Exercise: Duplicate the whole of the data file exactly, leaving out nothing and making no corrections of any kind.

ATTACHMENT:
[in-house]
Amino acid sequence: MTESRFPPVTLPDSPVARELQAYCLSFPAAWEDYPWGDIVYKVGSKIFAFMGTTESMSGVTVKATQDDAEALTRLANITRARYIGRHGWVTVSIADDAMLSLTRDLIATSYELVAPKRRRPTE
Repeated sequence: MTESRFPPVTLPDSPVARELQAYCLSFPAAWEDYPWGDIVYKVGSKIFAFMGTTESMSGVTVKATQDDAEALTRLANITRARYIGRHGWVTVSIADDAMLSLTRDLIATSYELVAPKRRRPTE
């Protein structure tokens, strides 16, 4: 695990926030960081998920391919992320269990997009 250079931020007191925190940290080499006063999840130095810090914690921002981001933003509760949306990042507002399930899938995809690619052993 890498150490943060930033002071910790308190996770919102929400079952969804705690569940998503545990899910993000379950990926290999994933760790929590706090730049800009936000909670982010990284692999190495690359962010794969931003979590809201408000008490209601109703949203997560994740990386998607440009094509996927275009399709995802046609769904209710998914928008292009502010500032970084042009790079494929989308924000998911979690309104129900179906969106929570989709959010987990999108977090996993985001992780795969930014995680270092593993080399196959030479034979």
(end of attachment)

[in-house]
Amino acid sequence: MTESRFPPVTLPDSPVARELQAYCLSFPAAWEDYPWGDIVYKVGSKIFAFMGTTESMSGVTVKATQDDAEALTRLANITRARYIGRHGWVTVSIADDAMLSLTRDLIATSYELVAPKRRRPTE
Repeated sequence: MTESRFPPVTLPDSPVARELQAYCLSFPAAWEDYPWGDIVYKVGSKIFAFMGTTESMSGVTVKATQDDAEALTRLANITRARYIGRHGWVTVSIADDAMLSLTRDLIATSYELVAPKRRRPTE
């Protein structure tokens, strides 16, 4: 695990926030960081998920391919992320269990997009 250079931020007191925190940290080499006063999840130095810090914690921002981001933003509760949306990042507002399930899938995809690619052993 890498150490943060930033002071910790308190996770919102929400079952969804705690569940998503545990899910993000379950990926290999994933760790929590706090730049800009936000909670982010990284692999190495690359962010794969931003979590809201408000008490209601109703949203997560994740990386998607440009094509996927275009399709995802046609769904209710998914928008292009502010500032970084042009790079494929989308924000998911979690309104129900179906969106929570989709959010987990999108977090996993985001992780795969930014995680270092593993080399196959030479034979």